A new report by the National Immigrant Justice Center and the Midwest Coalition for Human Rights exposes the persisting inhumane conditions in three immigrant detention centers: Jefferson County Jail and Tri-County Detention Center in Illinois and Boone County Jail in Kentucky. The report documents the following:

  • Many detainees have no criminal history or have been charged with only minor offenses. In Kentucky’s Boone County Jail, at least 50% of detainees assessed for legal relief fell into this category.
  • Detainees are denied access to legal counsel. Investigators found that an estimated 84% of immigrant detainees had no access to attorneys. Complicating things further, individuals must either pay for an attorney or rely on scarcely available pro bono services.
  • Detention centers violate basic human rights such as access to food and medical services. While ICE’s National Detention Standards states that detainees should be served two hot meals every day, detainees in Illinois’ Jefferson County Jail go hungry, and report receiving a hot meal only once every two weeks.
  • Detainees are denied adequate medical services and are required to pay for them, which they often cannot afford. In one case, an HIV positive detainee was not allowed to see a doctor for more than six weeks.

These detention centers are an example of how current immigration policies are a threat to public health.  As a result of these policies, the detention system has been created for the sole purpose of locking-up individuals, for indefinite periods of time, who are waiting for their immigration case to be reviewed.  Current Federal regulations allow for little oversight of detention centers and, as a result, abuse is rampant.  Sadly, the reports of inhumane conditions across the detention system have become a common occurrence. As we have written in previous blog posts and factsheets, additional investigations find that detention guards physically and sexually abuse many immigrant detainees. In a recent editorial, the New York Times, called upon the U.S. to fulfill promises to reform detentions centers to eliminate these abuses, rely on other means for deporting individuals, and provide detainees more access to the legal system.

The conditions in these detention centers mark a clear failure by our federal government. In 2009, it had announced it would improve these centers. This year is rapidly ending, and 2012 will likely arrive with no change in these deplorable conditions. The Obama administration should be held accountable to making significant changes in 2012. One first step would be to close the worst detention centers that violate human rights, including Boone County Jail, Jefferson County Jail, and Tri-County Detention Center in the Midwest.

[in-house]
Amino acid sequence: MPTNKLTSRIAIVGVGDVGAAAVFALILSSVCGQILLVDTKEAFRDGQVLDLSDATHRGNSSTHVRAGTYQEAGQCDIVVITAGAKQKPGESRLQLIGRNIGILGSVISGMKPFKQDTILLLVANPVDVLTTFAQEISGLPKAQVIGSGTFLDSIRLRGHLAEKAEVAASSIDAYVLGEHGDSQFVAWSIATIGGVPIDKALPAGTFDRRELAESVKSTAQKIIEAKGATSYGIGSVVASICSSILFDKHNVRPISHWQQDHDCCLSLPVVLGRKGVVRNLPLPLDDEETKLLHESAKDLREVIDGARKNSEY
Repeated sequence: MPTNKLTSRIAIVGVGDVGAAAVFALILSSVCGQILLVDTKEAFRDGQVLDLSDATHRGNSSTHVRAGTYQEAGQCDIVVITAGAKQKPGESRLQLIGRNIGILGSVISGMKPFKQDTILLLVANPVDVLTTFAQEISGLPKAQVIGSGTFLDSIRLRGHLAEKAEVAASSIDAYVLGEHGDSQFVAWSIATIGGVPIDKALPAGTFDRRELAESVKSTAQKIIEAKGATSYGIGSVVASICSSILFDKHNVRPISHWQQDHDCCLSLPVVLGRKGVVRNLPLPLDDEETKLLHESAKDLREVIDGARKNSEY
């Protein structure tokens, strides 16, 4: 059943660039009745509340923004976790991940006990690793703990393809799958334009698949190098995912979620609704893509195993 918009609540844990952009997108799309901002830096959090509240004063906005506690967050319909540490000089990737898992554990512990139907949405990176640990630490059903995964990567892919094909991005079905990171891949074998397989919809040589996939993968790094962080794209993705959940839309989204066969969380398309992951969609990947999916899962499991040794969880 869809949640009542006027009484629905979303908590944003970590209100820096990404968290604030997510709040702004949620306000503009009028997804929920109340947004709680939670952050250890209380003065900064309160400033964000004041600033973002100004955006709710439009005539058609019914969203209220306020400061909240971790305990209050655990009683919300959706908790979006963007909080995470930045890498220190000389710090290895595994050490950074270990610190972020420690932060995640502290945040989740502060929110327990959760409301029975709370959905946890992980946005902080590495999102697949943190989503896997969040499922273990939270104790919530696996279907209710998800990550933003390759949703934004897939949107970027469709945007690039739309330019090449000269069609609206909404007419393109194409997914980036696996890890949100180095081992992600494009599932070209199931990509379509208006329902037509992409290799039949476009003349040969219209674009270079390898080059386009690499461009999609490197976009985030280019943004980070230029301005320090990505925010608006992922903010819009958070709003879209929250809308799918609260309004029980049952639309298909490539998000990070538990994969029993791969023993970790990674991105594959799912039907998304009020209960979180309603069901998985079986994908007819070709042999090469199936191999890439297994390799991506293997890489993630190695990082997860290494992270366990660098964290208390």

Other News 12/5 – 12/12:

Supreme Court to Rule on Immigration Law in Arizona, The New York Times, 12.12.11
On Monday, the Supreme Court that it would decide whether Arizona had the authority to impose anti-immigrant policies despite objections from the Obama administration. The decision is likely to come in the middle of next year’s presidential campaign and is joined by other major cases, such as challenges to Mr. Obama’s health care law.

Judge blocks Alabama immigration rule on mobile homes, The Guardian, 12.12.11
A federal judge temporarily blocks part of Alabama’s discriminatory anti-immigrant law, one which would have required residents to show proof of citizenship when registering their mobile homes with the state.

Occupy Birmingham: Immigrant Rights are crucial to the Occupy movement, Colorlines, 12.7.11
On Saturday, members of the Occupy Birmingham movement marched with other Alabama civic and religious organizations to the Etowah County Detention Center to protest the state’s harsh immigration law, which has been challenged in court as racial profiling, among other things.
Occupy Birmingham says it has a long list of objections to the law, H.B. 56, but it names the jailing of people for profit as one of the factors that ties the Occupy movement with immigrant rights.

Initiative would give California undocumented immigrants safe harbor, Sacramento Bee, 12.3.11
Nearly a million undocumented immigrants could live and work openly in California with little or no fear of deportation under an initiative unveiled Friday by a state legislator and others. Assemblyman Felipe Fuentes, D-Sylmar, is helping to spearhead the measure, called the California Opportunity and Prosperity Act.

Being counted: same-sex immigrant and binational couples 11/27-12/4

6 Dec

.         LGBT immigrants often go unnoticed in immigration debates, just as immigrants often go unnoticed in the LGBT rights movement. Yet, out of an estimated 650,000 same sex couples in the US, 12% include at least one immigrant partner.  A new study from UCLA provides data that demonstrate the demographic trends and diversity among these couples and, implicitly, provides a glimpse into the complex realities for these couples.
.         About 39,000 of these partnerships include immigrants who have been able to attain full citizenship through naturalization. This group is almost half White, only about 23% are raising children, 75% are home owners and most are high income.  About 28,574 couples are binational, including some immigrants with permanent residence and some without.  Compared to the same sex couples where both partners have citizenship, this group is almost half Latino and only a third White, about a third are raising children, almost two thirds own a home and are mid- to low-income. Another 11,442 couples are dual-non-citizen, with a permanent resident and non-permanent resident or both.  This group is 76% Latino, over half are raising children, only 30% own a home and they are low income. Continue reading